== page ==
One minute averages in units of watts per square meter. Total solar radiation was measured with an Epply Black and White Pyranometer (horizontal surface receiver -180, model 8-48, serial number 12946) and an Epply precision pyranometer (horizontal surface receiver -180, twin hemispheres, model PSP, serial number 133035F3) that were mounted on the top of AERO van. Both instruments were calibrated by The Epply Laboratory on October 11, 1994. There were times when the sampling mast shaded one or both sensors. There were also times when the ship's mast/bridge shaded the sensors. The shaded data have not been edited out of the 1 minute data record. The data reported here are from the model 8-48, serial number 12946 radiometer and are in watts per square meter and are the average value over the 1 minute sampling period.
The rainfall rate was measured with a Scientific Technology Inc. ORG-100 Optical Precipitation Intensity Sensor. The instrument was mounted on the railing of Aero van. The dynamic range of the sensor is 0.5 to 1600 mm/h. Spikes in the signal may be associated with sea spray and/or fog. It appears that the instrument malfuctioned after 6-April, as it reported a rainrate of zero from that point on. The data are reported in units of mm/hr.
Aerosol particles were sampled at 18 m above sea level through a heated mast. The mast extended 5 m above and forward of the aerosol measurement container. The inlet was a rotating cone-shaped nozzle that was automatically positioned into the relative wind. Air was pulled through this 5 cm diameter inlet nozzle at 1 m3 min-1 and down the 20 cm inner diameter mast. The lowest 1.5 m of the mast was heated to dry the aerosol to a relative humidity (RH) of 25% or less. Twenty one 1.6 cm inner diameter conductive tubes extending into this heated zone were used to subsample the main air flow for the various aerosol instruments at flows of 30 l min-1.
One of the twenty one 1.6 cm diameter tubes was used to supply ambient air to TSI 3010 and TSI 3025A particle counters. Another one of tubes was used to supply ambient air to a TSI3785 particle counter. A separate 1/4” line was used to supply air from the top of the mast directly to a TSI 3760 particle counter. The 3760, 3010, 3025 and 3785 measure all particles larger than roughly 13, 12, 3 and 5 nm respectively. The counts from the three detectors are referred to here as CN>13 (TSI3760), CN>12 (TSI3010), CN>3 (TSI3025) and CN>5 (TSI3785). The total particle counts from each instrument were recorded each second. The data were filtered to eliminate periods of calibration and instrument malfunction and periods of ship contamination (based on relative wind and high CN counts). The “best” filtered values were chosen to represent CN>13 and ultra-fine (UFCN) particle concentrations. The best CN>13 values primarily include data from CN>12 and the data from CN>13 were used to fill in periods where the CN>12 were not available. Similarly, the UFCN values primarily include data from CN>5 and the CN>3 data were used to fill in periods where CN>5 were not available. These "best" data were averaged into one minute periods. One second data are available upon request. The value of -999 was assigned to any one minute period without data.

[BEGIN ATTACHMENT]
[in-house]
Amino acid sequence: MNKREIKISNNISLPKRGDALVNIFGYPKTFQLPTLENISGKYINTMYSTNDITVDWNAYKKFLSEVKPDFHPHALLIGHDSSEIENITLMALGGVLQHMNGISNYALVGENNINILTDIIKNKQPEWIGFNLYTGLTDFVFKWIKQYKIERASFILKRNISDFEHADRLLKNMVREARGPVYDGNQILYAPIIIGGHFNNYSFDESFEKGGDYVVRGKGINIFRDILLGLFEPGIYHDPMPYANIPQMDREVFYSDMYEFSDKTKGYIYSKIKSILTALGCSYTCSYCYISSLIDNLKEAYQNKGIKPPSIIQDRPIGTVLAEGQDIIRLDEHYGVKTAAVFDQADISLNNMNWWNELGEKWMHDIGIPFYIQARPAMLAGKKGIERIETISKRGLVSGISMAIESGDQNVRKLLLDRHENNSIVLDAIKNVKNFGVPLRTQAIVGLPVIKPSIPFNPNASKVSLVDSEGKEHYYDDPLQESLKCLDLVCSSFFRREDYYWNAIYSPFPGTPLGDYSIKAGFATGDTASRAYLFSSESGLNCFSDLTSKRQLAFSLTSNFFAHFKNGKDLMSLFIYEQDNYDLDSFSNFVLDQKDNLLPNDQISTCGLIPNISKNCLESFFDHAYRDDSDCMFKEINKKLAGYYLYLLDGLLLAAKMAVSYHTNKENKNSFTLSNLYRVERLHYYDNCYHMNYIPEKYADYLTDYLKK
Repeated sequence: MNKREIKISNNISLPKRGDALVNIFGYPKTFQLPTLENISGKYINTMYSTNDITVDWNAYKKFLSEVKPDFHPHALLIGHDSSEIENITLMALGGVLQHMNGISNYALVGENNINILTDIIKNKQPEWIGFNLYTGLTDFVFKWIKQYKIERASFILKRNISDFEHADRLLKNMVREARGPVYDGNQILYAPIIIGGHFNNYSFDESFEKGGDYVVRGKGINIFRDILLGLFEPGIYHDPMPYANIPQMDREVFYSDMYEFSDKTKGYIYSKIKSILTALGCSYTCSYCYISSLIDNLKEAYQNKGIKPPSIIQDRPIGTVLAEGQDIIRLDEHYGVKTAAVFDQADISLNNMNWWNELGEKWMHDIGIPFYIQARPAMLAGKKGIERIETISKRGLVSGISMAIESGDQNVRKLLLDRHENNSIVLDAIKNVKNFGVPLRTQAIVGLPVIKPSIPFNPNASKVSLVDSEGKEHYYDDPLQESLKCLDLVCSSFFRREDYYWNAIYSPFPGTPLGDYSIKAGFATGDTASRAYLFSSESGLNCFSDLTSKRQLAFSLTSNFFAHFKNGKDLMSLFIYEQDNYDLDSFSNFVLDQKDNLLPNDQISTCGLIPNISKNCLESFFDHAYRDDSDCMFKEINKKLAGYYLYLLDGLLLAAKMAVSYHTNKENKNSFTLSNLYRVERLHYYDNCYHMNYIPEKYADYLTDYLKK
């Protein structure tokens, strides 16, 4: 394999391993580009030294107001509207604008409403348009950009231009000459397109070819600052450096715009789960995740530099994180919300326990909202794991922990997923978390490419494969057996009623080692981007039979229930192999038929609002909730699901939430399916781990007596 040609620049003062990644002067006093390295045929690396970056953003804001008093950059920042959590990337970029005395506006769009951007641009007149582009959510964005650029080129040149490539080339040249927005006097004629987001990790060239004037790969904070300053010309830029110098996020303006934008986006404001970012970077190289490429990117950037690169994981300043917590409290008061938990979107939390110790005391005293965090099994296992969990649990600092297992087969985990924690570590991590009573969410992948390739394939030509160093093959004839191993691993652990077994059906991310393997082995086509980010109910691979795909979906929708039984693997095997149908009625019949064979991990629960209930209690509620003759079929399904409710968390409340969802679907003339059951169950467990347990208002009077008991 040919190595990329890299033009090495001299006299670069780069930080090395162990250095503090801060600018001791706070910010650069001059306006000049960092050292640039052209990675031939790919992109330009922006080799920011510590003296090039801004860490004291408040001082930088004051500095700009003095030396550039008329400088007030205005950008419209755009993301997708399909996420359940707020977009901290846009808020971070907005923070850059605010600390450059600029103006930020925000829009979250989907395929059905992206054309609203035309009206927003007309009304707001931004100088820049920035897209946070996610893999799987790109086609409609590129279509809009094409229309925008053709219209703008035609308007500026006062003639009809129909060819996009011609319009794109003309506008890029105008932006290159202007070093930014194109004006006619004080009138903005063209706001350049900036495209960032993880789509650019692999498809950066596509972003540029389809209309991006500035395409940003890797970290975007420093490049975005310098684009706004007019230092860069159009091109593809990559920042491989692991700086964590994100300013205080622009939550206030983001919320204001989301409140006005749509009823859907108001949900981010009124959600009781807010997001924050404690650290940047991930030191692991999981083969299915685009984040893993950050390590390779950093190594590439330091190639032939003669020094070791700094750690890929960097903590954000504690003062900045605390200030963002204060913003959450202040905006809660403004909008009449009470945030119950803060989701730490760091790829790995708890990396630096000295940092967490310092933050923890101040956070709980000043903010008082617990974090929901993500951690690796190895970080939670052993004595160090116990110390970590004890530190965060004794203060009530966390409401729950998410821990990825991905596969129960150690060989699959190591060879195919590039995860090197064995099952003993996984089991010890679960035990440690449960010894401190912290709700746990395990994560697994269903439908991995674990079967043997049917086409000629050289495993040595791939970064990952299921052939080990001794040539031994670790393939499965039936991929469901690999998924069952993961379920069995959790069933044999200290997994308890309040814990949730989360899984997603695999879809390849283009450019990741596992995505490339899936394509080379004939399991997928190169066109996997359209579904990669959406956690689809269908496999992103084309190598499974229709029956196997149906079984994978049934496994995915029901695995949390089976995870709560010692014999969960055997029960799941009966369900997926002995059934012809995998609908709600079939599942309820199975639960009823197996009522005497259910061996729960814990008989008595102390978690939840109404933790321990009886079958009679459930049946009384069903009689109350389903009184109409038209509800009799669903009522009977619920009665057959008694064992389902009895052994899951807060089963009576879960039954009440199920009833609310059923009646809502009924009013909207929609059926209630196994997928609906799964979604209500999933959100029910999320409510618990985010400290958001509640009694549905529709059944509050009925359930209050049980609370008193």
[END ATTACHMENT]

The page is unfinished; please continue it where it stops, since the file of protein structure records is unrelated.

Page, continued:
Air was sampled from 18 m above sea level down the 20 cm ID powder-coated aluminum aerosol sampling mast (6 m) at approximately 1 m3min-1. At the base of the sampling mast a 1 Lmin-1 flow was pulled through a 0.32 cm ID, 2m long Teflon tube into a Thermo Environmental Instruments Model 49c ozone analyzer. The data are reported as one minute averages in units of ppb
Inlet and Instrument
Air was pulled from 18 m above sea level down the 20 cm ID powder-coated aluminum aerosol sampling mast (6 m) at approximately 1 m3min-1. At the base of the sampling mast a 2.8 Lmin-1 flow was pulled through a 0.32 cm ID, 1m long Teflon tube, a Millipore Fluoropore filter (1.0-um pore size) housed in a Teflon filter holder, a Perma Pure Inc. Nafion Drier (MD-070, stainless steel, 61 cm long) and then through 2 m of Telfon tubing to the Thermo Environmental Instruments Model 43C Trace Level Pulsed Fluorescence Analyzer. The initial 1 m of tubing, filter and drier we located in the humidity controlled (25%) chamber at the base of the mast. Dry zero air (scrubbed with a charcoal trap) was run through the outside of the Nafion Drier at 2 Lmin-1. Data were recorded in 10 second averages. The data have not been filtered for periods when Knorr ship exhaust entered the mast.